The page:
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Safe Decisions in Party Situations

It takes your body one hour to process one standard drink of alcohol. One standard drink equals:
  • 12 fl oz of regular beer
  • 8-9 fl oz of malt liquor
  • 5 fl oz of wine
  • 1.5 oz of liquor
What is a standard drink? Solo red cup shows: 1.5 oz of 80 proof liquor = 40% alcohol,
  5 fl oz of table wine = about 12% alcohol, 8-9 fl oz of malt liquor = about 7% alcohol, 12 fl oz of regular beer = about 5% alcohol Tips in party situations:
  • Drink plenty of water
  • Designate a driver ahead of time
  • Eat before you drink
  • Keep track of how much you drink
  • Pace and Space: Pace your sips and space each drink with a nonalcoholic drink
  • Get comfortable saying “No, Thanks”
  • Keep an eye on your drinks and who makes them
Gender and body weight are critical factors in determining how much an individual can safely drink. Biological females generally metabolize alcohol more slowly than biological males.

Know your CUPSS! The following are signs of alcohol poisoning:
  • Cold or clammy skin and noticeable changes in complexion
  • Unconscious
  • Puking and does not awaken
  • Slow or irregular breaths
  • Seizure

If you notice a friend exhibiting any of these symptoms, this is a medical emergency! Do not wait. Call Campus Safety at (914) 633-2560 and/or 911.

Text message bubbles that read: So what's the big deal if I juul it's not like it's addictive. Julls' have twice as much nicotine than other e-cigarettes! Julls use 'nicotine salts' which allow the nicotine to be absorbed faster into the bloodstream and makes the vapor less harsh so that it is easier to inhale more nicotine for longer periods of time.

AOD & Sexual Assault
Any drug that alters a person’s consciousness in a way that makes self-defense or sound decision-making difficult can be used as a “date rape drug.” Alcohol is the drug most frequently used to facilitate sexual assault. Consent is clear, coherent, willing, and ongoing and cannot be given while intoxicated.

What is binge drinking?
Binge drinking is the practice of consuming large quantities of alcohol in a single session, usually defined as five or more drinks at one time for biological males, or four or more drinks at one time for biological females (about 2 hours).

What are blackouts?
Blackouts are a definite sign that your body can no longer tolerate alcohol. A blackout is when you appear to be fully conscious while drinking but the next morning you cannot remember any of the events of the night. When memories from the night before are spotty and fragmented sometimes this is referred to as a “brown-out.” Blackouts are not the same as passing out. Passing out from excessive alcohol use can also occur. This is a loss of consciousness due to the body’s inability to process the amount of alcohol you have consumed and in some cases can be a precursor to alcohol poisoning. Blackouts, brown-outs and loss of consciousness are all serious medical events requiring follow-up with a health care provider.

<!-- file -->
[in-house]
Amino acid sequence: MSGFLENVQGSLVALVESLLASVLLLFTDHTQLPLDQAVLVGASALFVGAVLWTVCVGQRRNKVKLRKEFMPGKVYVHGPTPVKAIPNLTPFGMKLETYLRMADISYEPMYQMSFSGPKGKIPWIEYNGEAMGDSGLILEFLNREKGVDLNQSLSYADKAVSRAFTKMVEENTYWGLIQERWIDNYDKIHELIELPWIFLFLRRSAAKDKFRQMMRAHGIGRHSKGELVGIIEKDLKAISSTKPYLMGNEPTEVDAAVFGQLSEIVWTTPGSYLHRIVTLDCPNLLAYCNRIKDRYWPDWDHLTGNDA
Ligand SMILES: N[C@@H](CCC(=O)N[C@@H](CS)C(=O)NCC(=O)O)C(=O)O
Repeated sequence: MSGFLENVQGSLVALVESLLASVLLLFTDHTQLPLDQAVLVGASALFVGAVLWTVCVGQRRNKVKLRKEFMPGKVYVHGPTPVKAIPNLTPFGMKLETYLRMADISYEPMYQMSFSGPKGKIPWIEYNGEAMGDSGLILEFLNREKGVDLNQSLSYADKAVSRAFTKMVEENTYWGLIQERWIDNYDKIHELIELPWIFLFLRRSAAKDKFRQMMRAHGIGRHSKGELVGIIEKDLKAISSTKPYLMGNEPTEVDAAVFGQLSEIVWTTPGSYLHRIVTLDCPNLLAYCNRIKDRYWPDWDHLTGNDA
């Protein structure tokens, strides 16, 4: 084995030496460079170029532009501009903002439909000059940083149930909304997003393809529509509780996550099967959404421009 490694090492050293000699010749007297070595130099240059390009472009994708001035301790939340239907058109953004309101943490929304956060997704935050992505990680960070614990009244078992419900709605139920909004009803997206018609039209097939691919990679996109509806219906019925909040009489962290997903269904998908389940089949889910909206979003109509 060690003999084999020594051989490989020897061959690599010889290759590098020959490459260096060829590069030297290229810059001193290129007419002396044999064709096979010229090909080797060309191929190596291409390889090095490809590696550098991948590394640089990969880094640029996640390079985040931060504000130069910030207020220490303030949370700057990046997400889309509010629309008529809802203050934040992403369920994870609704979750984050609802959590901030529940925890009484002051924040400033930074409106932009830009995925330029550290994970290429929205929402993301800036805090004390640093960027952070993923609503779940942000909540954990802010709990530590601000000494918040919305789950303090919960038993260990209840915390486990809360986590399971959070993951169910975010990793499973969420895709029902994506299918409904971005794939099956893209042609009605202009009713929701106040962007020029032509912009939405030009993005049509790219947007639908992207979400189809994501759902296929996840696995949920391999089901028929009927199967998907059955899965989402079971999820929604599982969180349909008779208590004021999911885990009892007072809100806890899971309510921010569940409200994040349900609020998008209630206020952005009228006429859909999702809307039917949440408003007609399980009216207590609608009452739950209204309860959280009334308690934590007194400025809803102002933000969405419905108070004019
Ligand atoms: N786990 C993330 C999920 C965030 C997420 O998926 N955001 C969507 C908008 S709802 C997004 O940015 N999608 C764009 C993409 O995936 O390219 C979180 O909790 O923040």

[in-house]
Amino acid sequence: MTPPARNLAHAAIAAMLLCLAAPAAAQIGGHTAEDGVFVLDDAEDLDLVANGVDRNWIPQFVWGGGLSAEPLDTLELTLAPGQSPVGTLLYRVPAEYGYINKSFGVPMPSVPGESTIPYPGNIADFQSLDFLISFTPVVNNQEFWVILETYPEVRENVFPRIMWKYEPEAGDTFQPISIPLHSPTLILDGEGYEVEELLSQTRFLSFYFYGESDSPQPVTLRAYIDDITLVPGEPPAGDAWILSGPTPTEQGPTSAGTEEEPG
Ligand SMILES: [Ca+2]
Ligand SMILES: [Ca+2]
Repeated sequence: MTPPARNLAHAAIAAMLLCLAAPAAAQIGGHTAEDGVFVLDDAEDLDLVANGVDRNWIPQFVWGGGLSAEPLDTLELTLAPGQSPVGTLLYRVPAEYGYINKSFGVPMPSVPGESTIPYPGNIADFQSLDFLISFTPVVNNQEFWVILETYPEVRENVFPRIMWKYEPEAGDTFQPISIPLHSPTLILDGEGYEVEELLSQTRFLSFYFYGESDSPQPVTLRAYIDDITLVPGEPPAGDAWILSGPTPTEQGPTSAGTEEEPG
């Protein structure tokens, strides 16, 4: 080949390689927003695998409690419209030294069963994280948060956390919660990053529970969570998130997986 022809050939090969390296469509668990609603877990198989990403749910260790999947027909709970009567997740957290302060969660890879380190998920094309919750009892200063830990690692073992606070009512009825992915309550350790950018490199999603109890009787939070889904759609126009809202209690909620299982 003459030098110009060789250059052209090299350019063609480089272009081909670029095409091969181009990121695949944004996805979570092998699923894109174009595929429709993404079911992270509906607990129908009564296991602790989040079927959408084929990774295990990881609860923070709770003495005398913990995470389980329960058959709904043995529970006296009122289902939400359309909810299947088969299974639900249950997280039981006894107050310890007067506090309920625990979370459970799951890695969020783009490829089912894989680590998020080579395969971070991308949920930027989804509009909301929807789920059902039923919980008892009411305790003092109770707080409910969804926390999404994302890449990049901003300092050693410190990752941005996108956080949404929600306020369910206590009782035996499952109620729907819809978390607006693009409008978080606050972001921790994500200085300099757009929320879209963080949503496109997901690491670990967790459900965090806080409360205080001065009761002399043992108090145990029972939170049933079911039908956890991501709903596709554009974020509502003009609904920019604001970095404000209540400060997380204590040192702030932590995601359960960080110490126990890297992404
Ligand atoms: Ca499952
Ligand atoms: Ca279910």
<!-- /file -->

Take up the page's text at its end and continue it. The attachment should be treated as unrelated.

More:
(Source: National Institute on Alcohol Abuse & Alcoholism, www.niaaa.nih.gov)

Could your substance use be a problem?

  • Do you drink/use for a quick pick me up?
  • Do you drink/use because of boredom?
  • Do you drink to the point of "brown-out” or blackout?
  • Do you drink/use to fit in?
  • Do you sometimes drink more than you intended?
  • When you drink/use, do you find yourself in situations you later regret?
  • Do you sometimes feel guilty about your drinking/use?
  • Do you become angry or agitated when others mention your drinking/use?
  • Do you drink/use more than you used to in order to get same effects?
  • Do you find yourself skipping work and classes or putting things off because of drinking/use or thinking about it?
  • Have you been unsuccessful in cutting down?
  • Do you ever drink/use first thing in the morning?
  • Do you continue drinking/use despite negative consequences?

If you answered “yes” to one or more of the questions above, or you are concerned about your substance use, call the Counseling Center at (914) 633-2038 and talk with someone about it confidentially.

(Source: National Institute on Alcohol Abuse & Alcoholism, www.niaaa.nih.gov)